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Ky. lawmakers start review of tax overhaul plan
Question of the Day
FRANKFORT, Ky. (AP) - Lt. Gov. Jerry Abramson told lawmakers Tuesday that a wide-ranging tax plan unveiled by his boss represents the administration’s “best shot” at making Kentucky more competitive by reshaping the tax code.
“Nothing in here is in stone or in concrete,” Abramson told the panel during its first public review of the proposal. “We’re at a point where the discussion needs to begin. … And this is our best shot in terms of what we see in a balanced approach that will move the commonwealth forward.”
Committee Chairman Rick Rand praised the second-term Democratic governor for having the “political courage” to present a comprehensive tax overhaul plan, which comes in an election year.
“We all know what happens - it gets picked apart, holes shot in it,” Rand said. “But nevertheless, it has to be out there so we know what we’re talking about.”
Then came a series of questions and critiques from committee members.
Rep. Jim Wayne, D-Louisville, said the proposal contains “many sound ideas,” but said it has some shortcomings in achieving the goal of tax fairness.
Wayne praised the proposed refundable state earned-income tax credit, but said it needed to be bolstered to provide more help to low-wage earners. And he expressed concerns about extending the state’s 6 percent sales tax to such services as the cost of labor for auto repairs.
“For low-income folks, that can hit hard,” Wayne said.
Rep. Jody Richards praised the inclusion of expanded tax credits to encourage business growth. But he expressed concerns about a provision to reduce a pension income tax break for higher-income retirees.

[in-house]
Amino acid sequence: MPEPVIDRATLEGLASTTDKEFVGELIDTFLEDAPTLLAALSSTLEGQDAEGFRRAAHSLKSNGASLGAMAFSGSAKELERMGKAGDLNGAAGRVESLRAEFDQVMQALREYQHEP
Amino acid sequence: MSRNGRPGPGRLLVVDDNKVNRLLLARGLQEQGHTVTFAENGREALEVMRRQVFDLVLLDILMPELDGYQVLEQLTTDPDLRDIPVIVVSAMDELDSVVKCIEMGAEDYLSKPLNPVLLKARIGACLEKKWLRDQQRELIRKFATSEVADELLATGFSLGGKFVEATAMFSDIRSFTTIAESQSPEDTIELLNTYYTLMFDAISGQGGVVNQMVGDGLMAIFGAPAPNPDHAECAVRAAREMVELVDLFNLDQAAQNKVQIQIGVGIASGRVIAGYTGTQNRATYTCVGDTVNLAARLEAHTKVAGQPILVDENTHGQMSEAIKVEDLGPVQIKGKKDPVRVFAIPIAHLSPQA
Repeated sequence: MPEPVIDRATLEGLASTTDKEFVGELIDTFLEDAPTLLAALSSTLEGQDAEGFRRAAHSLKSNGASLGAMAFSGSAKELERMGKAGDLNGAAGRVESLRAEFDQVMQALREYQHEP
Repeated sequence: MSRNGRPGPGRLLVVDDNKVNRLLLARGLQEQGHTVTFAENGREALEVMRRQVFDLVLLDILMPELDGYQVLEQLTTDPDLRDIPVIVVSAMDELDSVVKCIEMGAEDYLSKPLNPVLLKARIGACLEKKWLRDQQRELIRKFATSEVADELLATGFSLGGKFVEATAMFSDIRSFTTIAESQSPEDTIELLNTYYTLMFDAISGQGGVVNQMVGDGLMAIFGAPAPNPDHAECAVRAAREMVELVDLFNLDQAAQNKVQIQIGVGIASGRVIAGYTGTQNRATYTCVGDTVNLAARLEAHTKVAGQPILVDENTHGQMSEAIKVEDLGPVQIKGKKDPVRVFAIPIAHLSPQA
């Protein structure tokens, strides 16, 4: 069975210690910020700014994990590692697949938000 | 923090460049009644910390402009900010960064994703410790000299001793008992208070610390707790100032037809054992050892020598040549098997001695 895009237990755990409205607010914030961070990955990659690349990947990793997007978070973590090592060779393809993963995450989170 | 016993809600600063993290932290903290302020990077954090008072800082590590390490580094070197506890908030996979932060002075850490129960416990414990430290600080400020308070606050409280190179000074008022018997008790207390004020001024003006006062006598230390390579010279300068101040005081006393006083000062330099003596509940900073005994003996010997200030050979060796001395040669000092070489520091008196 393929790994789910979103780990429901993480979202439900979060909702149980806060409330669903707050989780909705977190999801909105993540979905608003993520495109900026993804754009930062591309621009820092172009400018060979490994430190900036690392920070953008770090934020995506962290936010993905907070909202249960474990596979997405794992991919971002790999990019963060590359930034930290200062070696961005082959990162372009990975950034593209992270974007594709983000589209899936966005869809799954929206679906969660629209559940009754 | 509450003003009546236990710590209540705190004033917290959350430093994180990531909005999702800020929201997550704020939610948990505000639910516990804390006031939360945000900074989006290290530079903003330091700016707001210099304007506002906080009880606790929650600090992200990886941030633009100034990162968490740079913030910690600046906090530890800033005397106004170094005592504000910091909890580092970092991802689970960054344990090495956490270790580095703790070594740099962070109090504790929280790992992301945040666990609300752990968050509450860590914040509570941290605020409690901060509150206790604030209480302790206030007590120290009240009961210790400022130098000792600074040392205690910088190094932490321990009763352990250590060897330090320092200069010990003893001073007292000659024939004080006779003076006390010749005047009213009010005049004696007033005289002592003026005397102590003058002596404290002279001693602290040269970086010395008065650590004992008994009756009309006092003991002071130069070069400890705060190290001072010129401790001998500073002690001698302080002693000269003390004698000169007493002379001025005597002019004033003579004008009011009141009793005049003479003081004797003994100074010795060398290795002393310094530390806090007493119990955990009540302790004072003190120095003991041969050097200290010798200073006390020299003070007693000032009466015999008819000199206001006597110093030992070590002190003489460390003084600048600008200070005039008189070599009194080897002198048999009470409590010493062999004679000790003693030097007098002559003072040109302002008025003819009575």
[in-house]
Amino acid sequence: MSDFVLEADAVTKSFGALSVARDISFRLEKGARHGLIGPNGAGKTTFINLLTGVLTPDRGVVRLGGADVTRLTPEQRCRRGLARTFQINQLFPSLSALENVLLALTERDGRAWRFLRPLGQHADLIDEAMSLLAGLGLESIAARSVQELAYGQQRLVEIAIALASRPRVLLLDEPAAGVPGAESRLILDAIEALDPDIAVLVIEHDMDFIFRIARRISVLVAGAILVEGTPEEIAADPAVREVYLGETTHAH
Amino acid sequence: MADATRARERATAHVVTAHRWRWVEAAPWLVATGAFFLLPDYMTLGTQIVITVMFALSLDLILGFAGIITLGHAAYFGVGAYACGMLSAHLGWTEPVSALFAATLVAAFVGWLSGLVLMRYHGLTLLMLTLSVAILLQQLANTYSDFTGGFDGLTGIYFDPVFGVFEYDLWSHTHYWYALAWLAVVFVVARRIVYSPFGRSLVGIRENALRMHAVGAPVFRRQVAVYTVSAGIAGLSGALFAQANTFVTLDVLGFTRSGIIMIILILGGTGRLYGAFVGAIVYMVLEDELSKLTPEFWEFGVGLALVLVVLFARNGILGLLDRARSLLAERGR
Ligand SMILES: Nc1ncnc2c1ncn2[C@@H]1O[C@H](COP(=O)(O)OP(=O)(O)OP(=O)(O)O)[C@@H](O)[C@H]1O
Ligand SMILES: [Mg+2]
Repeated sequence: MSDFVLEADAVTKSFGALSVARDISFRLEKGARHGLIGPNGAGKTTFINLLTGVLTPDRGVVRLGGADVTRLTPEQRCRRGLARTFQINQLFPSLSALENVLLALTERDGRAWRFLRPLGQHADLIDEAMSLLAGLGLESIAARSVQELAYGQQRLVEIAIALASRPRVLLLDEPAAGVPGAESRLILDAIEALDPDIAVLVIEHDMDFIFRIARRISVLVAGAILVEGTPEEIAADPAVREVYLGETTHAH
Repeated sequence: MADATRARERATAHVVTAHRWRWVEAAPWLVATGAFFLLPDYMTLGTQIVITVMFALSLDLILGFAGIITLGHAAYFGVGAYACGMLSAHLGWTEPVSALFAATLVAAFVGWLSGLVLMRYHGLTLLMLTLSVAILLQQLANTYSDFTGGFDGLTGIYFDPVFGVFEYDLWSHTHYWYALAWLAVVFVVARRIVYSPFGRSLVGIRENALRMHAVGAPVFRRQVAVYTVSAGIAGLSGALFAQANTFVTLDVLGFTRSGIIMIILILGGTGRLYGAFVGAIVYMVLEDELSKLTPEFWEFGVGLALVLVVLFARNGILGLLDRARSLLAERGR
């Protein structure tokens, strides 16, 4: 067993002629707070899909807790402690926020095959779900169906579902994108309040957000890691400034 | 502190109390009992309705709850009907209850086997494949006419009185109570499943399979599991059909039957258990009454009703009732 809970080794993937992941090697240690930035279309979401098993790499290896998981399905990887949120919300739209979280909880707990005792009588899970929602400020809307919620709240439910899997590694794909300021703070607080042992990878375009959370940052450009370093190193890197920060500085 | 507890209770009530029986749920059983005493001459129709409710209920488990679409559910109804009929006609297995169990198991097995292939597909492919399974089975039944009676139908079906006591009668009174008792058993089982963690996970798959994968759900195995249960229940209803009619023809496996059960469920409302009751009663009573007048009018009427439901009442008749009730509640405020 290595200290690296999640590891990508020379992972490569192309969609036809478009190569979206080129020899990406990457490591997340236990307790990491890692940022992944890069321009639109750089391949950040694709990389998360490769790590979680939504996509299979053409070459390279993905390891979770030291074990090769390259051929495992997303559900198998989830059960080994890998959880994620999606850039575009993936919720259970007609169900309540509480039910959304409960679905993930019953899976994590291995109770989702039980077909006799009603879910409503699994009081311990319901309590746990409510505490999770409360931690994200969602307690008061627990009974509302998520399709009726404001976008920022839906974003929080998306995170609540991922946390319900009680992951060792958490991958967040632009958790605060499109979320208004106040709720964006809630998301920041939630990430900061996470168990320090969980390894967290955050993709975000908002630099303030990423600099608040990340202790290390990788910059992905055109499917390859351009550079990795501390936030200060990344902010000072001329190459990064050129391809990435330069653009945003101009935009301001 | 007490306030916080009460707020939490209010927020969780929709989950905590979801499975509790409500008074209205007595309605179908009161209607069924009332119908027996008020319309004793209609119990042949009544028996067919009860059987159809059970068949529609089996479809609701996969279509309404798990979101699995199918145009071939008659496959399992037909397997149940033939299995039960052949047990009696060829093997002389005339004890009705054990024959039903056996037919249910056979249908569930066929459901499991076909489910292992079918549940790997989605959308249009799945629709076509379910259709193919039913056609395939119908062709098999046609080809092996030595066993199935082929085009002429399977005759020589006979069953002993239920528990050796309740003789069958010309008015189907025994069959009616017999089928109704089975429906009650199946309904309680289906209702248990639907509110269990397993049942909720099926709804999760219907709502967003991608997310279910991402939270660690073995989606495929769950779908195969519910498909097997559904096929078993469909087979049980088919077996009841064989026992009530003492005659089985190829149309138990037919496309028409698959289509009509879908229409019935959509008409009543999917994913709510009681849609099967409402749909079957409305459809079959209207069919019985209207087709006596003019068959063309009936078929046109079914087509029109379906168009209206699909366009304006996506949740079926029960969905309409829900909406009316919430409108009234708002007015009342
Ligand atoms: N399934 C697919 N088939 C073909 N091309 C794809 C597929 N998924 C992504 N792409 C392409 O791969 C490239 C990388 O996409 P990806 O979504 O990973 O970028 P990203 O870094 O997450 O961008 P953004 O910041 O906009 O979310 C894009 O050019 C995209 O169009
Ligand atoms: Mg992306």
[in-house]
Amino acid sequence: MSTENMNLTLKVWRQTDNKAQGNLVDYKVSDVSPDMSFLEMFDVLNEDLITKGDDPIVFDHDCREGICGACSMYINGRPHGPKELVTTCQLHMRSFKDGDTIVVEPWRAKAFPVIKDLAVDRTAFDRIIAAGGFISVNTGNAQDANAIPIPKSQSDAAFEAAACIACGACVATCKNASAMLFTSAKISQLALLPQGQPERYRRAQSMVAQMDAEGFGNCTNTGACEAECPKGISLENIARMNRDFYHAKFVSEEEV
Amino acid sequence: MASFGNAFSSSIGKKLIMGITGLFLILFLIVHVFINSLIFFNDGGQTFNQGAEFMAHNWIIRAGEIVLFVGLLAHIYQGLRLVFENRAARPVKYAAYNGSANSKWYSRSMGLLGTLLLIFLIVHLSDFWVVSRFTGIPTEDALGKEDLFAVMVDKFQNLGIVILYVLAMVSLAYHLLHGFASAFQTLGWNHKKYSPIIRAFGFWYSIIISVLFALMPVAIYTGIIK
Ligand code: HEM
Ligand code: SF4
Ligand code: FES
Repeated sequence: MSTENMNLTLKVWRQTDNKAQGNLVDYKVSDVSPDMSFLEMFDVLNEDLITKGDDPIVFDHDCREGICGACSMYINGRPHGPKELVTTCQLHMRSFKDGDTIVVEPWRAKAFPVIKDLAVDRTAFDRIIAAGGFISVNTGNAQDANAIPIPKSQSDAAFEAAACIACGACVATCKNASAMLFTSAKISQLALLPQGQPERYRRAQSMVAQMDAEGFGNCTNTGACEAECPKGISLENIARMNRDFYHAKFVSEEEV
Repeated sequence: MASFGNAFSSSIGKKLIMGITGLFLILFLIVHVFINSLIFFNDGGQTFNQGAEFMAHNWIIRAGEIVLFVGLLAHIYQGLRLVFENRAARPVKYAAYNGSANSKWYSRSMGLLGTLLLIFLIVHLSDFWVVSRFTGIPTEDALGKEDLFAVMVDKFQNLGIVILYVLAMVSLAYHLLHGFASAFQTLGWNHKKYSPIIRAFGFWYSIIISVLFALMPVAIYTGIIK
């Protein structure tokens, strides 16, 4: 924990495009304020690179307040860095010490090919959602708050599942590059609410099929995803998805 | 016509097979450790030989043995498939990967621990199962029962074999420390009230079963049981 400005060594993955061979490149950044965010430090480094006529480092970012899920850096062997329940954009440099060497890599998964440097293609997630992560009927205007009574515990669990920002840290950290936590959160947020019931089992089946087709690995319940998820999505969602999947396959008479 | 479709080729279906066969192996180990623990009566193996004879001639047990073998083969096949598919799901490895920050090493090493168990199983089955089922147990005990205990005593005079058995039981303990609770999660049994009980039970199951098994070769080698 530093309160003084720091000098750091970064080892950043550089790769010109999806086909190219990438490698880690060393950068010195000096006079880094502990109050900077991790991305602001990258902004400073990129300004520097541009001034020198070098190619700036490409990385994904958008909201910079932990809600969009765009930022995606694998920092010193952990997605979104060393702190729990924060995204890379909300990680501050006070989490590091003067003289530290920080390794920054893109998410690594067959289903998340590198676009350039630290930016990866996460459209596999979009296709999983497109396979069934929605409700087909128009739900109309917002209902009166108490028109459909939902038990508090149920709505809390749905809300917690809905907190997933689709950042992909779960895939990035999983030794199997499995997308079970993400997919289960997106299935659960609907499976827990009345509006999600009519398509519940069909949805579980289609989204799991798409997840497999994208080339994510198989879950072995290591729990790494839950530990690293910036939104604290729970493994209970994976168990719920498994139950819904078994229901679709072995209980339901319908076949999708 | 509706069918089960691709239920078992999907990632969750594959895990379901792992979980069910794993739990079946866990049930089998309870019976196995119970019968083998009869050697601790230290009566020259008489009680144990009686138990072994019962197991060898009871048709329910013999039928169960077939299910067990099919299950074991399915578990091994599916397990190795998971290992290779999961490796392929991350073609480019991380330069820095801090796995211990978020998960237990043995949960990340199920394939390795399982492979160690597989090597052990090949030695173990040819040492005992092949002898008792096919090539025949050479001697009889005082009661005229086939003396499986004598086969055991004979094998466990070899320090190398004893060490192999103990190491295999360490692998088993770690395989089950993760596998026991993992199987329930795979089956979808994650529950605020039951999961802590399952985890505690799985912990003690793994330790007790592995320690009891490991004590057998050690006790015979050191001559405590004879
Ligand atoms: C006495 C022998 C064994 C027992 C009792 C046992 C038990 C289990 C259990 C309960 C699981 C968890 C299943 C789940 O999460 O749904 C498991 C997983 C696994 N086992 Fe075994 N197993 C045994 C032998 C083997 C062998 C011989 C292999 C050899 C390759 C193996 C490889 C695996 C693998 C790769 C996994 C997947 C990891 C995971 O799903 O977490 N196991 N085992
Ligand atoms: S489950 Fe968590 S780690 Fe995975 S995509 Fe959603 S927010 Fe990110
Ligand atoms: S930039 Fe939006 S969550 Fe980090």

The plan would reduce pension income tax breaks for people with annual gross incomes of more than $80,000. Currently, the state does not tax the first $41,110 of retirement income of any taxpayer regardless of income. That exclusion would be reduced - but only for a taxpayer whose adjusted gross income is more than $80,000. And the exclusion would be phased out for taxpayers with annual incomes of more than $100,000.
Richards, D-Bowling Green, said the $80,000 threshold seems like “quite a bit now” but worried that reducing the pension tax break would help erode pensions that can dwindle late in life.
“I have known so many people in my life who have had quite a bit of money when they retired … and lived to be 95 and often they have just simply run out of money,” Richards said.
He suggested adding an “escalator” to gradually increase the threshold amount in future years, noting that in a decade from now, $80,000 “won’t be a lot.”
That pension-related proposal would affect about 90,000 of the state’s 1.8 million tax filers. Social Security benefits would remain exempt.
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